- The Washington Times - Friday, October 2, 2009

Heirs to the “first family of country music” are raising questions about several items in a cache of Carter Family memorabilia acquired this summer by Virginia Tech, but university officials are refusing to say who sold them the articles.

The treasure trove, scheduled to go on display soon at the university library’s Special Collections department, includes such personal items as Maybelle Carter’s hunting and fishing license and her Holiday Inn “Inner Circle” card.

There are also items from singer Johnny Cash - who married into the Carter family when he wedded Maybelle’s daughter June in 1968 - but the exhibition will center on the Carter Family, a touring band of “hillbilly” musicians who came to be known as the “first family of country music” in the 1920s and ‘30s.

Virginia Tech announced this week that it had acquired the material over the past four months, but turned down repeated requests to identify the seller, citing a standing university policy.

Lorrie Carter Bennett - granddaughter of Maybelle and niece of June - told The Washington Times that she did not know who sold the materials and said the family was eager to know whether some of the more personal pieces were acquired appropriately.

“They are legitimate things that” belonged to her ancestors, said Ms. Bennett, who added that she was unsure “that they were given to [Virginia Tech] in legitimate ways. … They belong in our family museum.”

She and other members of her family are worried that some of the items may have come to the university through a third party who didn’t have permission to sell them.

Items in the collection range from the aforementioned personal pieces to the historically important (Janette Carter’s memoir, “My Clinch Mountain Home”) to the collectible (Cash’s autobiography signed by his wife).

Library officials at the Blacksburg, Va., campus hope members of the general public, in addition to students and researchers, will stop by and check out the collection and also be inspired to take a look at their own family histories.

“We are working on a small display case, hopefully to open early to mid-October” said Kira Dietz, the library’s acquisitions and processing archivist. “I like to tell people that when it comes to local history material, you don’t need to be famous to have your family’s history mean something. … This is a way to bring people in and show some of the not-famous but equally exciting collections.”

The Carter-Cash materials were purchased, for an undisclosed sum, in four installments since June from a memorabilia dealer in Tennessee. They are permanent additions to Virginia Tech’s Special Collections department, which is focused on material related to Southwest Virginia and the Appalachian region.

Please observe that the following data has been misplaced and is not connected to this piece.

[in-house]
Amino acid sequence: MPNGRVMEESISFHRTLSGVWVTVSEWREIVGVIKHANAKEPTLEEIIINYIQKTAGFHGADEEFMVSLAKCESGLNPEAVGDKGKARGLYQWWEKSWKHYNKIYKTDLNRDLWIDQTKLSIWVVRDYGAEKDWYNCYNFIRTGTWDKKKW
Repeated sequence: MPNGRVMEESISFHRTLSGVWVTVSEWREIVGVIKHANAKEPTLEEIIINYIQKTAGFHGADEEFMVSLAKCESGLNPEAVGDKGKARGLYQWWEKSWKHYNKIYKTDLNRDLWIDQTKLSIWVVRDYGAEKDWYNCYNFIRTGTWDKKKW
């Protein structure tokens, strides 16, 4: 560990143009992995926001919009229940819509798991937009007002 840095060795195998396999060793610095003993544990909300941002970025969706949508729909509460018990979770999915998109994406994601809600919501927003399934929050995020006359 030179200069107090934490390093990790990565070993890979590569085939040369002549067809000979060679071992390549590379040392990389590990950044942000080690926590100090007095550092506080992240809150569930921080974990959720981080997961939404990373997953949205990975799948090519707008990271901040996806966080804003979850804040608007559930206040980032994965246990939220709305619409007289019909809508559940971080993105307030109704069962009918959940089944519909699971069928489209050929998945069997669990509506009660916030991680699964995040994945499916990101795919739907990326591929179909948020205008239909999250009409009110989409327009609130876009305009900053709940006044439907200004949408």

The collection includes archival information on at least three generations of the Carter Family, which, Miss Dietz said, stretches back to the group’s formation in 1927.

Originally from Southwest Virginia, Alvin Pleasant (A.P.) Carter, his wife, Sara, and sister-in-law, Maybelle, traveled to Bristol, Tenn., that year to audition for RCA Victor. Upon their signing, the Carters set out to tour the South, singing traditional ballads not subject to copyright protection along with some of their own original songs.

June Carter was a member of the second generation of the Carter Family, which formed in Texas at the end of the 1930s before moving to Charlotte, N.C. Janette Carter, the daughter of Sara and A.P., opened the Carter Music Center in 1974 and began presenting concerts to pay homage to the original Carter Family from the group’s ancestral home near Clinch Mountain. The third generation still performs tribute shows at the site.

The collection purchased by Virginia Tech includes items from these groups as well as spinoffs such as the Carter Sisters (one of the discographies is “The Carter Sister and Mother Maybelle: Their Complete Recordings”). There also are performance programs from the Carter Fold as well as funeral programs for June Carter and Johnny Cash - who died four months apart in 2003 - and Janette Carter (who died in 2006).

Additional exhibit items include a number of photographs of the original Carter Family and others, dating back as far as the 1930s.

Among the odder items on the exhibit list are those labeled “miscellaneous.” Included are a collectible seat cushion and a Carter Fold volunteer badge.

In a press release, Virginia Tech suggested that some of these items show the differences between the “professional and personal life” of these musicians.

Contents from the collection may be viewed online at https://ead.lib.virginia.edu/ vivaead/published/vt/ viblbv00442.xml.frame.

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